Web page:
Thus, on B-cell activation, major changes occur in expression of apoptotic regulators. We chose to further investigate Noxa, because the ablation of Noxa alters the selection process of antigen-reactive T cells, and moreover conditional deletion of its antagonist Mcl-1 in B cells blocks GC formation and memory B-cell generation.17 

Noxa regulates survival of activated B cells in vitro and in vivo

Noxa-deficient cells responded similarly to in vitro stimulation as WT cells and showed no difference in differentiation. When CD38+GL7+ cells were compared, no differences in survival were observed (Figure 2A, data not shown). However, in cultures stimulated with IL-4 we found consistent differences in the survival of CD38dimGL7+ B cells (Figure 2A-B). This fraction represents the most activated B-cell subset, as demonstrated by the high number of dividing cells compared with CD38+ B cells (Figure 2C, supplemental Figure 2A). No differences in proliferation were observed between WT and Noxa−/− for any fraction of B cells (Figure 2C, supplemental Figure 2A). The reduced number of apoptotic CD38dimGL7+ cells in cultures with Noxa−/− cells correlated with a significant increase in IgG1 secretion (Figure 2D). These data indicate that Noxa ablation augments survival of activated B cells in vitro and prompted us to analyze the effects of Noxa deficiency in vivo.

Figure 2

Noxa ablation provides a survival advantage for activated B cells in vitro. B cells were purified from mouse spleens and stimulated in vitro with anti-IgM/LPS alone (−IL4) or in combination with 20 ng/mL IL-4 (+IL4). Representative results from one of at least 4 independent experiments are shown. (A) Quantification of apoptotic cell numbers (% annexin V+/DNAdye+ cells) in the CD38+GL7+ and CD38dimGL7+ (latter are not present in cultures without IL4) populations is shown after 2 days of stimulation (n = 3 per genotype). (B) FACS plots of B220+CD38dimGL7+ cells stained with annexin V and DNA dye after 2 days of stimulation with anti-IgM/LPS and IL-4. (C) CFSE dilution of B220+CD38dimGL7+ cells after 2 days of stimulation with anti-IgM/LPS and IL-4. (D) Concentration of soluble IgG1 in the supernatant of cell cultures, determined by ELISA (n = 3 per genotype). Mean and SEM are shown (**P < .005; Student t test)

Figure 2

Noxa ablation provides a survival advantage for activated B cells in vitro. B cells were purified from mouse spleens and stimulated in vitro with anti-IgM/LPS alone (−IL4) or in combination with 20 ng/mL IL-4 (+IL4). Representative results from one of at least 4 independent experiments are shown. (A) Quantification of apoptotic cell numbers (% annexin V+/DNAdye+ cells) in the CD38+GL7+ and CD38dimGL7+ (latter are not present in cultures without IL4) populations is shown after 2 days of stimulation (n = 3 per genotype). (B) FACS plots of B220+CD38dimGL7+ cells stained with annexin V and DNA dye after 2 days of stimulation with anti-IgM/LPS and IL-4. (C) CFSE dilution of B220+CD38dimGL7+ cells after 2 days of stimulation with anti-IgM/LPS and IL-4. (D) Concentration of soluble IgG1 in the supernatant of cell cultures, determined by ELISA (n = 3 per genotype). Mean and SEM are shown (**P < .005; Student t test)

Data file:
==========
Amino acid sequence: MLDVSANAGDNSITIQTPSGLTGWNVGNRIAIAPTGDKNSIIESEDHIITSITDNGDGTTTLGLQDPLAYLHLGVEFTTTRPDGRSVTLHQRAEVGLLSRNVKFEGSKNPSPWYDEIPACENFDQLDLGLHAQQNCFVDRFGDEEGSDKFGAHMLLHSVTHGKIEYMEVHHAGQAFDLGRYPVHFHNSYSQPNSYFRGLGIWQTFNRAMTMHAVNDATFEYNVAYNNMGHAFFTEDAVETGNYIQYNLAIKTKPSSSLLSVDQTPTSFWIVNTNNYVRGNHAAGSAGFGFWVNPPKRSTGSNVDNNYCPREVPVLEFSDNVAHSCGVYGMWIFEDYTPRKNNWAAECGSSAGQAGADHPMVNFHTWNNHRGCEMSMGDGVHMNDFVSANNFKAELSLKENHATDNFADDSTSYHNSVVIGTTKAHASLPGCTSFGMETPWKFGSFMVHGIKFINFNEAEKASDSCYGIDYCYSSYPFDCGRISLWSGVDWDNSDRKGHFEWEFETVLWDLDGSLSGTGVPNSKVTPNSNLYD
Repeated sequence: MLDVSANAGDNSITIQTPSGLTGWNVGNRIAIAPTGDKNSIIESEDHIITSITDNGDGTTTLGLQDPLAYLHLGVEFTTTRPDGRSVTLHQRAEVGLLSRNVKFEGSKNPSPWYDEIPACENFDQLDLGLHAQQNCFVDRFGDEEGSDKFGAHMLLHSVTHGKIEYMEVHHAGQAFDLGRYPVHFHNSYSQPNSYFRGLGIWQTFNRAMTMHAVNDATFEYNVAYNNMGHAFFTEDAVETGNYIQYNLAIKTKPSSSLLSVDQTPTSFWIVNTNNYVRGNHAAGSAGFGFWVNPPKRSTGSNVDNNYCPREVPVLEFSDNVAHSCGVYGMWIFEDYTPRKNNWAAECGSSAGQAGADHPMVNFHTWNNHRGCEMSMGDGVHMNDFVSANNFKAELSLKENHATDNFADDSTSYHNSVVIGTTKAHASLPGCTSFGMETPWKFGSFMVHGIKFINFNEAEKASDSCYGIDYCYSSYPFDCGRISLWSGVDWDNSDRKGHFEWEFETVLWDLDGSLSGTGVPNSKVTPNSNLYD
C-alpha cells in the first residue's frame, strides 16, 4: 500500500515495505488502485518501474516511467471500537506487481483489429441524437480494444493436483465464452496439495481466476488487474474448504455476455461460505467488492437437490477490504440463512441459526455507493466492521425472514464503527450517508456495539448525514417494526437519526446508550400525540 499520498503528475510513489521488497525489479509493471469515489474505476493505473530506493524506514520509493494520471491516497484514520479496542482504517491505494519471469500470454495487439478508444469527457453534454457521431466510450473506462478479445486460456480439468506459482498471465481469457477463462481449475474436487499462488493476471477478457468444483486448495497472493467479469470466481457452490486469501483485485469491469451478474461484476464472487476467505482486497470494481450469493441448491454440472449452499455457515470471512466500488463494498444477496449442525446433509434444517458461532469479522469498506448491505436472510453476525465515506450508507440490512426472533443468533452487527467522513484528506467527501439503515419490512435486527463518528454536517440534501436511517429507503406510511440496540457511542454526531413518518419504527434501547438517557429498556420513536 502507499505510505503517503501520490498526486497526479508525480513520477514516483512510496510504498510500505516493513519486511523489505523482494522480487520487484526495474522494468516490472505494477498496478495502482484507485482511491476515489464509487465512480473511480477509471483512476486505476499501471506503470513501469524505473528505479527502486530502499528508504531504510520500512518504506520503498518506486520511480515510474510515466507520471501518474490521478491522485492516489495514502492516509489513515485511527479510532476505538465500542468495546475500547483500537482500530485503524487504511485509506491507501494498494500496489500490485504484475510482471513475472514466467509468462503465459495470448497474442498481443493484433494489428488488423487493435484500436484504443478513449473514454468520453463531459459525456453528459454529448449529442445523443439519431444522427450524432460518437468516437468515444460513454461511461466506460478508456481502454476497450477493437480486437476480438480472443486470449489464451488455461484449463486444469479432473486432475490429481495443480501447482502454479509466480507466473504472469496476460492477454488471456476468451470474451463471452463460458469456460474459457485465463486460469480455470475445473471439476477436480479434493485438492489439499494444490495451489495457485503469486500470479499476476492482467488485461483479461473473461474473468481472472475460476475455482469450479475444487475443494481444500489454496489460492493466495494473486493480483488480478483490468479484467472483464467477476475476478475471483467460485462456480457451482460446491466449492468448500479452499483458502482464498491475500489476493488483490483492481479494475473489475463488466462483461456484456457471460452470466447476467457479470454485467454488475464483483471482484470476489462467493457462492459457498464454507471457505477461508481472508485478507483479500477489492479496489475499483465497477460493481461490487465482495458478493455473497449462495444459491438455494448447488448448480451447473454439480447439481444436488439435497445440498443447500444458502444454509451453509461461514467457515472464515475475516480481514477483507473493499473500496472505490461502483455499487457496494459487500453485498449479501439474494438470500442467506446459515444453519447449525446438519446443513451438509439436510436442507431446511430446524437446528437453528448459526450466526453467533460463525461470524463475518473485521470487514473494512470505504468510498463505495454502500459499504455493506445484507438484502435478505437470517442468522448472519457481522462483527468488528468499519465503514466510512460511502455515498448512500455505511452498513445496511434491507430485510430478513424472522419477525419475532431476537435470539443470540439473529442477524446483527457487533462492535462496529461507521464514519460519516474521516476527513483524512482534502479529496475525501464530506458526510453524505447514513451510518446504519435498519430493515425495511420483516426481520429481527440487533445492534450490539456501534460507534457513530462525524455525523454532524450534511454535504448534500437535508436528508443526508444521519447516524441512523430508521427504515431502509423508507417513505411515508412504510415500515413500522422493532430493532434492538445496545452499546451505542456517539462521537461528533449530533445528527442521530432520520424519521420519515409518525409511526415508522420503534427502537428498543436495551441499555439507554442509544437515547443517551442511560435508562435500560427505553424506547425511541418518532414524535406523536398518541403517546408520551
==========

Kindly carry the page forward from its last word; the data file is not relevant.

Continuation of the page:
Under homeostatic conditions, phenotypic analyses did not reveal any changes in B cell numbers, phenotype or levels of BCR cell-surface expression in Noxa-deficient animals (supplemental Figure 2B-C). At 4 weeks of age, WT and Noxa−/− mice showed similar IgM and IgG levels in circulation (data not shown). However, at 12 weeks, Noxa−/− mice had modest hyper-gammaglobulinemia, most predominantly of the IgG1 and IgG2b subclasses, whereas levels of IgM antibodies were unaltered. (Figure 3A).

Figure 3

Noxa ablation provides a survival advantage for activated B cells in vivo. (A) The concentration of immunoglobulins in the serum of 12-week-old naive mice (n = 6 per genotype; 1 of 2 experiments is shown). (B-D) Mice were infected intranasally with Influenza A and analyzed 10 days after infection. (Bi) FACS staining of splenic B cells 10 days after infection. Gated is for B220+ cells. (ii) Absolute numbers of GC B cells in (top) the spleen and (bottom) the draining (mediastinal, mLN) lymph node was analyzed by FACS. (iii) Representative pictures (100× enlarged) of immunostained splenic sections. B220+ (yellow) and PNA+ (purple) cells were stained. (C) Mice were infected with influenza and after 10 days injected intraperitoneally with BrdU. Two hours after injection, BrdU incorporation was analyzed by FACS. Histograms of FB and GC B cells in the spleen, stained intracellularly for BrdU are shown (n = 5 per genotype). (D) Direct ex vivo quantification of cells with active caspase-3 in FB and GC B cells, 10 days after influenza infection. (i) FACS plots of splenic B cells stained for cells with active caspase-3 using the Vybrant FAM caspase-3 assay. Gated is for GC B cells (B220+CD38dimCD95+). (ii) Quantifications of B-cell subsets with active caspase-3 (n = 3-8 per genotype; 1 of 2 independent experiments with similar results is shown). Mean and SEM are shown (*P < 0,05, **P < .005; Student t test).

Figure 3